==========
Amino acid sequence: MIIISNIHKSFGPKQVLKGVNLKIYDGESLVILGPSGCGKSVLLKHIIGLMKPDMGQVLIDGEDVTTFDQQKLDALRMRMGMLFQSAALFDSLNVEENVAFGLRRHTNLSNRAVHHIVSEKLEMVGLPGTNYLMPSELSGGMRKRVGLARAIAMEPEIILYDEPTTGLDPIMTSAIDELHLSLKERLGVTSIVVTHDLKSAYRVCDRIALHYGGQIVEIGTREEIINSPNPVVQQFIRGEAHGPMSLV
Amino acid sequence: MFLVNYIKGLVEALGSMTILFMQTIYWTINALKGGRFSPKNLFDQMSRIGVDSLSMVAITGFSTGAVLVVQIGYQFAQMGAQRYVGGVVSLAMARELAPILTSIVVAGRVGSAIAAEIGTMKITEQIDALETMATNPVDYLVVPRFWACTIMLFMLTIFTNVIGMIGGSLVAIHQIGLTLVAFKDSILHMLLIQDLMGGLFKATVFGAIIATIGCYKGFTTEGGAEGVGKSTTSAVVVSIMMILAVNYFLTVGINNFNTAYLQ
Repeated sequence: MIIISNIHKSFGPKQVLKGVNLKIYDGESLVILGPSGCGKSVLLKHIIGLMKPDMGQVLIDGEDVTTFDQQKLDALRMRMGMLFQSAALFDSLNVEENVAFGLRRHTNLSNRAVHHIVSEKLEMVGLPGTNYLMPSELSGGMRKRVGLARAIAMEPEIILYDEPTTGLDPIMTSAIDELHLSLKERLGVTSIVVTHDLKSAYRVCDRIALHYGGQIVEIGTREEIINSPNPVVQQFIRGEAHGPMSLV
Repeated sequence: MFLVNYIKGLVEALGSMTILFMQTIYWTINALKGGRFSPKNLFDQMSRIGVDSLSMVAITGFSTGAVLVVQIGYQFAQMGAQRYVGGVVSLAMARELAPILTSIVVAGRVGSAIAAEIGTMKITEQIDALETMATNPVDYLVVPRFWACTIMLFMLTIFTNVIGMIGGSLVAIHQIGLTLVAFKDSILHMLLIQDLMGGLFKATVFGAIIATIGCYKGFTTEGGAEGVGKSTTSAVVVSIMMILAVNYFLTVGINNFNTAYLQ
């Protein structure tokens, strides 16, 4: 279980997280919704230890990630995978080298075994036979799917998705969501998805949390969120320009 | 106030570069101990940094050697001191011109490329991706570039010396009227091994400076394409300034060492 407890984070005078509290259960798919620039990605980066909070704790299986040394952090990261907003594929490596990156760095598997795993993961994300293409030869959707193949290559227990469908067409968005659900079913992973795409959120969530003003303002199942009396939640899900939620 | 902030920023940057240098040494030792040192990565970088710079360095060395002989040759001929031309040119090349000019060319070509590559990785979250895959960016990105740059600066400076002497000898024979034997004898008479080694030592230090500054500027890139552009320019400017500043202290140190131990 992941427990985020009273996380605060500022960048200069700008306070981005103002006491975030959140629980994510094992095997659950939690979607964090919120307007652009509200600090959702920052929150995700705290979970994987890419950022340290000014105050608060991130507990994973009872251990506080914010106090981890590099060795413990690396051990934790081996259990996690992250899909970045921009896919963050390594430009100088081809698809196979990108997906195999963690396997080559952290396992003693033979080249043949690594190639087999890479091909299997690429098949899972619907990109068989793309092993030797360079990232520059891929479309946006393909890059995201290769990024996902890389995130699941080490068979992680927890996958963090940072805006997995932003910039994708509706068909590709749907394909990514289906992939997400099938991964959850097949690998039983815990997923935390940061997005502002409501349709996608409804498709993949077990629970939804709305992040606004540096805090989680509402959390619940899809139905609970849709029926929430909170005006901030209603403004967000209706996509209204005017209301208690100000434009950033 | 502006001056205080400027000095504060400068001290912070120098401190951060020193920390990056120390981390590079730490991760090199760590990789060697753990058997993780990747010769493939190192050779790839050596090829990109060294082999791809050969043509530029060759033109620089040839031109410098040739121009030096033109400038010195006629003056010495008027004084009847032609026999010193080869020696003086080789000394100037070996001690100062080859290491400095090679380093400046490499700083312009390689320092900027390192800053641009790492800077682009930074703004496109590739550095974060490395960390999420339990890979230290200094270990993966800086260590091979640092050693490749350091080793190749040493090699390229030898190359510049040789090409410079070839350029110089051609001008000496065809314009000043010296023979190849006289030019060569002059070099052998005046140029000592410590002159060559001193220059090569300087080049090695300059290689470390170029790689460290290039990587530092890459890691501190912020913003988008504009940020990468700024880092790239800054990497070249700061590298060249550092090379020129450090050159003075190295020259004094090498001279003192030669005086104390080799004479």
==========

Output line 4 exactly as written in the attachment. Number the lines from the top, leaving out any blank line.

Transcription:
Repeated sequence: MFLVNYIKGLVEALGSMTILFMQTIYWTINALKGGRFSPKNLFDQMSRIGVDSLSMVAITGFSTGAVLVVQIGYQFAQMGAQRYVGGVVSLAMARELAPILTSIVVAGRVGSAIAAEIGTMKITEQIDALETMATNPVDYLVVPRFWACTIMLFMLTIFTNVIGMIGGSLVAIHQIGLTLVAFKDSILHMLLIQDLMGGLFKATVFGAIIATIGCYKGFTTEGGAEGVGKSTTSAVVVSIMMILAVNYFLTVGINNFNTAYLQ